Graham Reid | | <1 min read
Jonathan Crayford has long been considered one of New Zealand's finest jazz pianists and his range is wide, from Latin flavours to touring with Trinity Roots, playing acid-jazz with New York's Groove Collective, jazz-rock (albeit on acoustic piano) and this album which frequently has a profoundly classical weight and gravitas in many of the pieces.
Joined by bassist Ben Street and drummer Dan Weiss in a New York studio – the same line-up as on the superb Dark Light of 2014) -- and again Crayford's melodies nod towards Bach and weightless impressionism as much as the elegance of Bill Evans.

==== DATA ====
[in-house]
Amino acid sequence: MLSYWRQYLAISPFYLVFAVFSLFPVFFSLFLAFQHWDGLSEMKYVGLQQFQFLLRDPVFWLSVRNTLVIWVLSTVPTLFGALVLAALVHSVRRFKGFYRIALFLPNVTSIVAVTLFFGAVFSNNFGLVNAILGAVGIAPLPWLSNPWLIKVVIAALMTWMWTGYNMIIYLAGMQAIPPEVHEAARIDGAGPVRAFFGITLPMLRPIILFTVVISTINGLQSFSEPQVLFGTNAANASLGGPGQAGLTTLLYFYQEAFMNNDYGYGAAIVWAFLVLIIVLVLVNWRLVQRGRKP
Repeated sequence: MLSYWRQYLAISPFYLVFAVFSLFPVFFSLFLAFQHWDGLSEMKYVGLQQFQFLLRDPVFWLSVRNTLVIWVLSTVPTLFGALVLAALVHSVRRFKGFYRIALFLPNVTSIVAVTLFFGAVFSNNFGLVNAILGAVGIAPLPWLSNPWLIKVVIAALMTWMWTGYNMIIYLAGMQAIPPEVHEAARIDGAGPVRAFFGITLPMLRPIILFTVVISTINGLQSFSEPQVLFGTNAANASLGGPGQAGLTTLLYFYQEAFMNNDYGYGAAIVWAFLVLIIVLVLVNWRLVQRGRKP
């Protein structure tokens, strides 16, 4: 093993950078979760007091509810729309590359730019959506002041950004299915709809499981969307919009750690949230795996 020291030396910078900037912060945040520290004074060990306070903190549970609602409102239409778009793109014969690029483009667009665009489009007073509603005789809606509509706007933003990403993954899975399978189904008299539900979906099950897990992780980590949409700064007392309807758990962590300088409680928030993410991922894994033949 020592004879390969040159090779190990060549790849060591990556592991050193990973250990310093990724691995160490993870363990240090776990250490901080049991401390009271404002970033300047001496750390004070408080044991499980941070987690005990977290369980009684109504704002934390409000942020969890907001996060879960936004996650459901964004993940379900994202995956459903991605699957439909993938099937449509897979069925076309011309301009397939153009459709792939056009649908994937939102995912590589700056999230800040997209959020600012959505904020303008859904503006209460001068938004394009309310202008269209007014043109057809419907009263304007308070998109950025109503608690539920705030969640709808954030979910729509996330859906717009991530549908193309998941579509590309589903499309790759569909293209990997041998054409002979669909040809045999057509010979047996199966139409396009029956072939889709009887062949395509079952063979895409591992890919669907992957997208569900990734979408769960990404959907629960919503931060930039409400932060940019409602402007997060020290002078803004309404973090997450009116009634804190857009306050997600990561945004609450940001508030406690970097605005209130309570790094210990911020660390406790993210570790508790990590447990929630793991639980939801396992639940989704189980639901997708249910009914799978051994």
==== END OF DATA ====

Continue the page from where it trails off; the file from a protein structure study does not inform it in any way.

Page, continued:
There is beautiful stillness at the heart of much of this (the slowly emerging, 10 minute Yves Noir with the Long Hair Wig with its daring minimalist repetition towards the end). Yet by playing less classically-trained Crayford and the rhythm section say so much more, as on the melancholy romance of Kurt in Berlin which sounds like a walk through empty streets beneath watery moonlight.
Across an album of deft and cohesive understatement it is perhaps unhelpful to single out any particular piece, but the soft surface of Crayford's piano on Disturbance undercut by Weiss' more busy and unsettling drum patterns is a compelling work.
As with the previous album, these pieces have a poetry about them which is indefinable but quite real, so it is no surprise that the final, brief and spare track Light of the Earth takes its title from a poem by Peter Stevens reproduced in the booklet.